LISTNUM 1 \l 11751             MR. LENNOX:  Yes.  I think from the moment that submission was written to this moment things have evolved in an extremely positive fashion.  I think there has been additional growing empathy between CHUM and the music industry in terms of understanding that our artists' recording costs have exponentially increased, so therefore our reliance and need of true partnership at the early stage of the artist development is much more illuminated than it was even 6 or 12 months ago.

LISTNUM 1 \l 11752             So in those ensuing weeks that has evolved, and even know we don't have a perfect template yet as to how that will be framed in terms of criteria, the great news is that the will is there.  The will is there from CTV, CHUM and the music industry to now, you know, build a framework for a new and developing artist program.

LISTNUM 1 \l 11753             So I feel very good about it.

LISTNUM 1 \l 11754             COMMISSIONER CUGINI:  Thank you.

LISTNUM 1 \l 11755             Thank you, Mr. Chairman.

LISTNUM 1 \l 11756             THE CHAIRPERSON:  Any other questions?

LISTNUM 1 \l 11757             Thank you very much, then.

LISTNUM 1 \l 11758             We will take a five‑minute break while the next panel sets itself up.

‑‑‑ Upon recessing at 0942 / Suspension à 0942

‑‑‑ Upon resuming at 0951 / Reprise à 0951

LISTNUM 1 \l 11759             MR. WEINSTEIN:  It's a change of order?

LISTNUM 1 \l 11760             THE CHAIRPERSON:  Change of order, I understand.

LISTNUM 1 \l 11761             THE SECRETARY:  Then Mr. ‑‑ please introduce yourself before you ‑‑

LISTNUM 1 \l 11762             MR. WEINSTEIN:  Okay.  Mr. Chairman and Commissioners, my name is Larry Weinstein.  I'm a producer, director, and founding partner of Rhombus Media, a small independent Toronto‑based film and television production company that has largely specialized in high‑end performing arts programming since 1979.

LISTNUM 1 \l 11763             Thank you for allowing me to support the CTVglobemedia's application to acquire CHUM Limited, and in turn the performing arts specialty channel Bravo.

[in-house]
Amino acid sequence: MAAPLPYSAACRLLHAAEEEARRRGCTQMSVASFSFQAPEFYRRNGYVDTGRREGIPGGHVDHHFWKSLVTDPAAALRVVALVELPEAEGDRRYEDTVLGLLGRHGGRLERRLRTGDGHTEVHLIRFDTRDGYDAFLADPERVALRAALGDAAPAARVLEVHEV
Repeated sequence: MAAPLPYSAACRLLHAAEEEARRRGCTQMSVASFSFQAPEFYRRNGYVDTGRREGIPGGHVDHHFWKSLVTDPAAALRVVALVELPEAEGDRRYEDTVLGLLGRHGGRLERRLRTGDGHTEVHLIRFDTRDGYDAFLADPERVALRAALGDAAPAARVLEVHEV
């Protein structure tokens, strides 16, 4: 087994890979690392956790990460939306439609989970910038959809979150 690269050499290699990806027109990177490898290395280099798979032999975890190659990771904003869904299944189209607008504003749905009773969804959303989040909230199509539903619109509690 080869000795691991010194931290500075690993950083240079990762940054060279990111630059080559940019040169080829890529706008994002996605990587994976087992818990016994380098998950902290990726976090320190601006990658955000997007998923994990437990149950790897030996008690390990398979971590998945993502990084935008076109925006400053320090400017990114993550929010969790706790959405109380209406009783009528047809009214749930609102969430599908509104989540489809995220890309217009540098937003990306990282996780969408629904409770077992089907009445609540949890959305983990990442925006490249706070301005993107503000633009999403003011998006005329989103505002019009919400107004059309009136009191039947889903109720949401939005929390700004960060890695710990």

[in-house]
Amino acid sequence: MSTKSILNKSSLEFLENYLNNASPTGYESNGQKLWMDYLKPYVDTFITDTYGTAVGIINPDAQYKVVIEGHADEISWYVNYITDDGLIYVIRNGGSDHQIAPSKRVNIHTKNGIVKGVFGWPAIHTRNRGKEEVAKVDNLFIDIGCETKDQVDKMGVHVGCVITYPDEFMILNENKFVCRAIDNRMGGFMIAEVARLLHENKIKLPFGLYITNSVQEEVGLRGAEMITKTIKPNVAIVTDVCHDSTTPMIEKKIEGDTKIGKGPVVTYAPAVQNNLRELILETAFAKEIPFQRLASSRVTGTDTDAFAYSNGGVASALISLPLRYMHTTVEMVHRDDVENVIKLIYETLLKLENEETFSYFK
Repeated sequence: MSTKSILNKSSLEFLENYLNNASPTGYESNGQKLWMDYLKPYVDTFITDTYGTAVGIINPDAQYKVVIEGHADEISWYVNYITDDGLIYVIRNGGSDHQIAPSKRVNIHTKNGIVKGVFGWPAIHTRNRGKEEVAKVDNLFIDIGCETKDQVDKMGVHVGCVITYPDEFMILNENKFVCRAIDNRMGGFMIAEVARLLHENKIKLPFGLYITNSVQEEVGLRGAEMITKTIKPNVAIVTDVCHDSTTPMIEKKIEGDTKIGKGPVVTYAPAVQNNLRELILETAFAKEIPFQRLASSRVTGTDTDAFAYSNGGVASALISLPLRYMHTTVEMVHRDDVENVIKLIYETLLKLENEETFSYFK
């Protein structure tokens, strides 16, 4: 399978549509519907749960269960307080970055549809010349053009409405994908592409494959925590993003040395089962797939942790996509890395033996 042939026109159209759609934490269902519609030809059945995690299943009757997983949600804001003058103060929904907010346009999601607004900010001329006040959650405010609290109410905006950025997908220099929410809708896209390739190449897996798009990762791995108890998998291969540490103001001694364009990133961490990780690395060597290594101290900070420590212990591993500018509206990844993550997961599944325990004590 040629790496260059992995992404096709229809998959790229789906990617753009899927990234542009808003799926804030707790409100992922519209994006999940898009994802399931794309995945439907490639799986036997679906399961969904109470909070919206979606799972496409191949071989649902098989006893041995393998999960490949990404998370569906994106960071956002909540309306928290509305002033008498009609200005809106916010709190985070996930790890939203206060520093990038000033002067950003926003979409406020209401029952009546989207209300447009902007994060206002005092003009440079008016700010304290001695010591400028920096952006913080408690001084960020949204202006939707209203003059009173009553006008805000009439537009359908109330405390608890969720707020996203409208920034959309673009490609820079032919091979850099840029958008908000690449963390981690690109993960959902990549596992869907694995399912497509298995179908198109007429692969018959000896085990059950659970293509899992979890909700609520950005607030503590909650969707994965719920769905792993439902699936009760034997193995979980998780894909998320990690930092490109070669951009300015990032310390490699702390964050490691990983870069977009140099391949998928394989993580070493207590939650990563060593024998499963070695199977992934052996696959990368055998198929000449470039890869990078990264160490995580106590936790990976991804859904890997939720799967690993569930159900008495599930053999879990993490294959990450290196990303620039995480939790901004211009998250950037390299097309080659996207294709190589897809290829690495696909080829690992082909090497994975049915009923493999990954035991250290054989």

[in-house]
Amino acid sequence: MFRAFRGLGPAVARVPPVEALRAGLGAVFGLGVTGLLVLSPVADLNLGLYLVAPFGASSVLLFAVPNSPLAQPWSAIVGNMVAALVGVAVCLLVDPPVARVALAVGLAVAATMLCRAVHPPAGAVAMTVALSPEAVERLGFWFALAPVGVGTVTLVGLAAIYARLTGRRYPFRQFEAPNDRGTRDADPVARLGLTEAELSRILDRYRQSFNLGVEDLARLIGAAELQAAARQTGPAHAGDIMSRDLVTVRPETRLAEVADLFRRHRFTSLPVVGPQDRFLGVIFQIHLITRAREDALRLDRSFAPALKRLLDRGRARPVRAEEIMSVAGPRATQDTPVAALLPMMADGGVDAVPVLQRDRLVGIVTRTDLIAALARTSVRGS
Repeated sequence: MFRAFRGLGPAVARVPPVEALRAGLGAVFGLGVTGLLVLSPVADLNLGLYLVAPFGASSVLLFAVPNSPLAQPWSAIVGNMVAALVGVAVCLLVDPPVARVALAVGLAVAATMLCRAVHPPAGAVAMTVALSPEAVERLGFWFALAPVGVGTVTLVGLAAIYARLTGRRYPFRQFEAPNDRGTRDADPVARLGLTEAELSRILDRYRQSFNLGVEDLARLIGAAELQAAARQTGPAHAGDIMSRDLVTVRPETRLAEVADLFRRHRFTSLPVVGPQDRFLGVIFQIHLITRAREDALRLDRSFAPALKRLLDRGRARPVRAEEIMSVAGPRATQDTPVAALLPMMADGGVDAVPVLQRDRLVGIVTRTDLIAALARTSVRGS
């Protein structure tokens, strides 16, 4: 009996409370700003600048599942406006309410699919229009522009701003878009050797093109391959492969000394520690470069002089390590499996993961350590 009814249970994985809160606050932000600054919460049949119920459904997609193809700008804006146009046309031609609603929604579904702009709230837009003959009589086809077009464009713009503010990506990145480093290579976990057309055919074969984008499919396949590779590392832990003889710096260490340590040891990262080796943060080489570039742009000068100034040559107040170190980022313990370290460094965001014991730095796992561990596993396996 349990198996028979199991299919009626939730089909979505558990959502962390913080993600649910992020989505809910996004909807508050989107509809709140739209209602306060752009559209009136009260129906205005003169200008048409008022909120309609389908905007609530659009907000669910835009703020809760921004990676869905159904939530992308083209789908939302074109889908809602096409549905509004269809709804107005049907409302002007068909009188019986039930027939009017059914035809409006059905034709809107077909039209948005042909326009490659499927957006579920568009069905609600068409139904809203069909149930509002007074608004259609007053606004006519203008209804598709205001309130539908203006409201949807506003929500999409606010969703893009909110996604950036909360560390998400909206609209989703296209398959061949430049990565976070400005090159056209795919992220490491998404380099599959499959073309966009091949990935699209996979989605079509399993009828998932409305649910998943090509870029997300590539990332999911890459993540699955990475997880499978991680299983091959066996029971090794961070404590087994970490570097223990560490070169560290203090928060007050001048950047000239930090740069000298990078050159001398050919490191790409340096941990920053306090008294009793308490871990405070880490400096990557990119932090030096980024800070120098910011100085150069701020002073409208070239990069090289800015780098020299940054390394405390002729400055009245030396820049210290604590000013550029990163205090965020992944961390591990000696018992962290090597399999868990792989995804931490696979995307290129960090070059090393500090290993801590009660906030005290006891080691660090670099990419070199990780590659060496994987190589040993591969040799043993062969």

LISTNUM 1 \l 11764             Canada has long been at the forefront in the creation of performing arts, documentaries, and performance specials.  We, our company, and a number of other producers across Canada have won more awards in this genera then those of any other country.  Rhombus itself has earned a reputation for high‑quality programming that has attracted new audiences in the arts in Canada and abroad.  It's been our mainstay, it's been our passion, and it's allowed us to enjoy a huge international reputation.

LISTNUM 1 \l 11765             But making these types of programs has become increasingly difficult over the last few years.  Now more than ever we need strong Canadian champions or cultural defenders that have the financial strength and creative vision to invest in Canadian culture.

LISTNUM 1 \l 11766             With its strong financial pledges and commitment to Bravo, it is clear that CTVglobemedia is perfectly positioned to be such a champion.  Their commitment of $6,000,000 towards performing arts documentaries on top of existing budget levels would be a great boom to Canada's culture.  With this pledge, and a number of others outlined in their benefit package, I believe that CTVglobemedia is the perfect group to nurture and support Bravo, Canada's premier arts channel.

LISTNUM 1 \l 11767             Rhombus has produced many shows with Bravo and with Bravo Fact from the channel's very inception.  We greatly benefited from their heyday in the mid to late '90s, 2000, 2001 when they were able to invest substantial licence fees into what were to become many of our most acclaimed programs awarded in broadcast throughout the world.

LISTNUM 1 \l 11768             Your approval of this proposed transfer of ownership, will allow Bravo not only to return to those days, the heydays, but likely to thrive more than ever.

LISTNUM 1 \l 11769             CTVglobemedia has shown its expertise and commitment in building Canadian programming of other genres in the past, enhancing Canadian production, and bringing large audiences to the work of filmmakers and TV producers.  Their investment in CHUM and Bravo will encourage our company and others to continue to work in Canada, and have the opportunity to create some of the best cultural programming in the world.  In ‑‑ which in turn will have great resonance with all Canadian cultural institutions ‑‑ performing arts institutions.